“Here, turn,” he said, positioning her shoulders. People passed them up in a hurry. Dark coats, a red cap, skinny boots up to the knees. Two little girls jump-walked like hopscotch and flapped their arms behind a couple swinging white shopping bags from gloved hands. A couple of men wearing fat jackets, their arms half in deep pockets, walked toward them, their chins sunk into their scarves and eyes blinking in the afternoon mist. An elderly man in a beige coat and tinted glasses stopped and looked up, then back at where he had been before. The crowd moved around him.
Sharon watched her feet and the black asphalt. She could only absorb the people in parts of clothing and quick glances without stumbling again. Albert found her neck under her hair and rubbed his thumb against her skin, kissed her temple. “Here we go,” he said.
The lot led to an open square filled with Christmas. Sharon wrapped her arms around Albert’s waist and they worked their way down the rows of market booths under strings of white lights bridged over their heads. The smell of the air mixed with cinnamon and the occasional beer carried by in the hands of other shoppers. Booths were decorated like chalets and featured wooden nutcrackers and marionettes and pralines. A woman tried out a xylophone with hesitant taps of a mallet. They maneuvered through a group gathered to watch a man in a sailor’s cap demonstrate an incense burner shaped like a lumberjack. The man waved Sharon and Albert closer to the booth as he placed the miniature wooden lumberjack on the counter, the tiny o‑shaped mouth aimed at Sharon.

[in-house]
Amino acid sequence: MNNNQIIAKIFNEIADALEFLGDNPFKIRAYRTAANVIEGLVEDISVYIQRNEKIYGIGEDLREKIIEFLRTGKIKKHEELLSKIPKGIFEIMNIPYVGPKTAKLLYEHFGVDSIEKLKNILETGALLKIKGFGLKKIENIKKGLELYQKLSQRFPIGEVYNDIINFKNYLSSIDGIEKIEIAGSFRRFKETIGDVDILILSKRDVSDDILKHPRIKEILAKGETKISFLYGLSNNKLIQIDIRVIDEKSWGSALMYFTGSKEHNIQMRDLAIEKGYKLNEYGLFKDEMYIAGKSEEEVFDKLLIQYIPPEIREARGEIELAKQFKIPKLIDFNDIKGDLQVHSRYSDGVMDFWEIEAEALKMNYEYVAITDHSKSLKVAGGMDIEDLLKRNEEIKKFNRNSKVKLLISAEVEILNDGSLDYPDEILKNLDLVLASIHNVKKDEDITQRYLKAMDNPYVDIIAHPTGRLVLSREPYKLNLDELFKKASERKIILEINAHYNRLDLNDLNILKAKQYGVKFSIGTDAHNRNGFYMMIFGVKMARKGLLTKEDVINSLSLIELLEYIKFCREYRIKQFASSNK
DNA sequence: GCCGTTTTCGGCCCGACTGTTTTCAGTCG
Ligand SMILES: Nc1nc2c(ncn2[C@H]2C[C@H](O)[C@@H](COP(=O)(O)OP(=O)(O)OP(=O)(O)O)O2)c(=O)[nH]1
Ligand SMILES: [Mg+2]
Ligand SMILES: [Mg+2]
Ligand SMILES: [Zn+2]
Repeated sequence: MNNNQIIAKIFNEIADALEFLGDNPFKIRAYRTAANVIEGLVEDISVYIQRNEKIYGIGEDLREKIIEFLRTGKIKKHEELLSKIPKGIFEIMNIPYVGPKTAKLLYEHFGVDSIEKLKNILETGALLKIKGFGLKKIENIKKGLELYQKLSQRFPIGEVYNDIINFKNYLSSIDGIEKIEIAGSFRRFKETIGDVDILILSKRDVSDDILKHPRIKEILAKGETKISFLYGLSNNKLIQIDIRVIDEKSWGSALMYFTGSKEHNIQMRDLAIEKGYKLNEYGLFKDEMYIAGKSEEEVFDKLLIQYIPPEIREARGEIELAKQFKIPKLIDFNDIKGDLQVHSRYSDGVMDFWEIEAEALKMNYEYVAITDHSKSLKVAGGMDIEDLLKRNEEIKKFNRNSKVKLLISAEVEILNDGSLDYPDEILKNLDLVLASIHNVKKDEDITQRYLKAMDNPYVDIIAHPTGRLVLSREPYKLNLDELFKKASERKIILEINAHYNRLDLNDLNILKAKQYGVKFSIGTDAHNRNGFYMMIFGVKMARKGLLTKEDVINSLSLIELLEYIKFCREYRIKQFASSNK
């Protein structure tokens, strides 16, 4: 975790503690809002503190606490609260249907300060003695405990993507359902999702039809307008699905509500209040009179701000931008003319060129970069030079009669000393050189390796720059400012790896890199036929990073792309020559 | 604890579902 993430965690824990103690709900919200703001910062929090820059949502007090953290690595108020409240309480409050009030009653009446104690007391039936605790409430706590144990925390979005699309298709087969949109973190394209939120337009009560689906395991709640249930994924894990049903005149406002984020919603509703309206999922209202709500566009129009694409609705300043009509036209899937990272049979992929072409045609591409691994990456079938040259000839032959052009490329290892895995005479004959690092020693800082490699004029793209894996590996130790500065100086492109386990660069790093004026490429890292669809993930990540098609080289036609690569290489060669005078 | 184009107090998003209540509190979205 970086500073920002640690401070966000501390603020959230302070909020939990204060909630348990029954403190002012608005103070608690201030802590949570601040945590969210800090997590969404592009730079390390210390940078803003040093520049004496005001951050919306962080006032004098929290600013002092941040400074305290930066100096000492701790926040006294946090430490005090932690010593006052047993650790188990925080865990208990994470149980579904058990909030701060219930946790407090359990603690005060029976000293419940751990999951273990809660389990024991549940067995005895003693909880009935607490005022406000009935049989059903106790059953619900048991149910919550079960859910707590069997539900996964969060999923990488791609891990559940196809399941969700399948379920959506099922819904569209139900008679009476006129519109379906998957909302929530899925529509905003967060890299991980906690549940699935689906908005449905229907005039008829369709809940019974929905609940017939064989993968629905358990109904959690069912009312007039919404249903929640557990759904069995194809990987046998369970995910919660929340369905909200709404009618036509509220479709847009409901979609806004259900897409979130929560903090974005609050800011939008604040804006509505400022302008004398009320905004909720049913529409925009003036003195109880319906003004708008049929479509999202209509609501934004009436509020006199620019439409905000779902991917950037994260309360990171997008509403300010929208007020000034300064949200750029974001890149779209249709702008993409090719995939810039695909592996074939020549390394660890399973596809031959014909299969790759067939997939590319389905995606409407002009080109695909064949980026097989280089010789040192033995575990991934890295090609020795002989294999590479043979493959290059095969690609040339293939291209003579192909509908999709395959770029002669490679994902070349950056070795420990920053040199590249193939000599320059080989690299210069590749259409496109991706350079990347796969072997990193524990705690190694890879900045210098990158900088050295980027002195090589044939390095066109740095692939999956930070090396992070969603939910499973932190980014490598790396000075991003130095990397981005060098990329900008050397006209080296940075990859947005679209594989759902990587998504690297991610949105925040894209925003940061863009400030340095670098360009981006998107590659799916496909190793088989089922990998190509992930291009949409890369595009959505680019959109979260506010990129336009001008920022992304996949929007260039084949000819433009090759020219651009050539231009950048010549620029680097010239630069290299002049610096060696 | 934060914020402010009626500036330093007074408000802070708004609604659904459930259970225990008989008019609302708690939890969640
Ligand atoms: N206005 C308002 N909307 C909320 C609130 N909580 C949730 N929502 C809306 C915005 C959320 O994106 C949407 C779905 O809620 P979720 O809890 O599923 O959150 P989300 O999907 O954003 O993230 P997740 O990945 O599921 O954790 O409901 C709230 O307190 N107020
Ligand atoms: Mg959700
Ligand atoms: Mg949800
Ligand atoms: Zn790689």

The merchant’s hands were chapped and curved as though he would have a difficult time straightening out his fingers. He must have discussed the details of the apparatus as he pulled the entire top half of the lumberjack clean off at the waist.
“Oh my,” Sharon said.
A boy in a striped sweater stood on tip-toe and held on to the counter, looking up.